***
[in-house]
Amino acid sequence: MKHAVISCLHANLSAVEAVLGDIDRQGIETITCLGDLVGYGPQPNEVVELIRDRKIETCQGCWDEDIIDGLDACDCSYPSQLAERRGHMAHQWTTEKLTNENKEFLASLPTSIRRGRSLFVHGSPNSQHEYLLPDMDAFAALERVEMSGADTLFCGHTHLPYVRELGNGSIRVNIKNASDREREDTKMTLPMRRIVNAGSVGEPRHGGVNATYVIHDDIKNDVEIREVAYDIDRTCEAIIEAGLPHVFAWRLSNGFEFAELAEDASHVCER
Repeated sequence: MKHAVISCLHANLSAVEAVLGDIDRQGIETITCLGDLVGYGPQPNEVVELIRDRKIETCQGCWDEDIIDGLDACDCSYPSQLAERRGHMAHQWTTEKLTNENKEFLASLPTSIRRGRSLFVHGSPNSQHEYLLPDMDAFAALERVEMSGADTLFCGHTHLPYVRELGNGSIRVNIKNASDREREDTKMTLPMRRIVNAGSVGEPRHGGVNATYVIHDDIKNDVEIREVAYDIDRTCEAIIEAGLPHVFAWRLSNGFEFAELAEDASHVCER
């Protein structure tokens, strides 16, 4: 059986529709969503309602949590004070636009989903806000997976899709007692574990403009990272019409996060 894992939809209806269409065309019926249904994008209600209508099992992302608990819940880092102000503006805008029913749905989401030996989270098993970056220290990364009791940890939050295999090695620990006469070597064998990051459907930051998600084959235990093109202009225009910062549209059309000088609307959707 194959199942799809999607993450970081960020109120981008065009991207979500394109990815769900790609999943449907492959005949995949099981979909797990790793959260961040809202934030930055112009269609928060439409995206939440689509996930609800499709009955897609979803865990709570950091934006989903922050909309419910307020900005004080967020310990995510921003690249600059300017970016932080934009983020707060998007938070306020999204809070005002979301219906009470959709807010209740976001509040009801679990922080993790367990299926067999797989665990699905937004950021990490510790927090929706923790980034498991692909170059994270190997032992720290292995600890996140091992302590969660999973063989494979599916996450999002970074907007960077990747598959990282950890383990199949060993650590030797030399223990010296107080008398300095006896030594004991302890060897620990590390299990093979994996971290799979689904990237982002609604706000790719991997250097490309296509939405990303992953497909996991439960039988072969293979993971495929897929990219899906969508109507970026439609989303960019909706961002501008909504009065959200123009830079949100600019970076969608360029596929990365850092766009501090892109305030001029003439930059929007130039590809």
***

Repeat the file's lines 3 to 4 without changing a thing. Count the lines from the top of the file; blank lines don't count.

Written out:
Repeated sequence: MKHAVISCLHANLSAVEAVLGDIDRQGIETITCLGDLVGYGPQPNEVVELIRDRKIETCQGCWDEDIIDGLDACDCSYPSQLAERRGHMAHQWTTEKLTNENKEFLASLPTSIRRGRSLFVHGSPNSQHEYLLPDMDAFAALERVEMSGADTLFCGHTHLPYVRELGNGSIRVNIKNASDREREDTKMTLPMRRIVNAGSVGEPRHGGVNATYVIHDDIKNDVEIREVAYDIDRTCEAIIEAGLPHVFAWRLSNGFEFAELAEDASHVCER
């Protein structure tokens, strides 16, 4: 059986529709969503309602949590004070636009989903806000997976899709007692574990403009990272019409996060 894992939809209806269409065309019926249904994008209600209508099992992302608990819940880092102000503006805008029913749905989401030996989270098993970056220290990364009791940890939050295999090695620990006469070597064998990051459907930051998600084959235990093109202009225009910062549209059309000088609307959707 194959199942799809999607993450970081960020109120981008065009991207979500394109990815769900790609999943449907492959005949995949099981979909797990790793959260961040809202934030930055112009269609928060439409995206939440689509996930609800499709009955897609979803865990709570950091934006989903922050909309419910307020900005004080967020310990995510921003690249600059300017970016932080934009983020707060998007938070306020999204809070005002979301219906009470959709807010209740976001509040009801679990922080993790367990299926067999797989665990699905937004950021990490510790927090929706923790980034498991692909170059994270190997032992720290292995600890996140091992302590969660999973063989494979599916996450999002970074907007960077990747598959990282950890383990199949060993650590030797030399223990010296107080008398300095006896030594004991302890060897620990590390299990093979994996971290799979689904990237982002609604706000790719991997250097490309296509939405990303992953497909996991439960039988072969293979993971495929897929990219899906969508109507970026439609989303960019909706961002501008909504009065959200123009830079949100600019970076969608360029596929990365850092766009501090892109305030001029003439930059929007130039590809």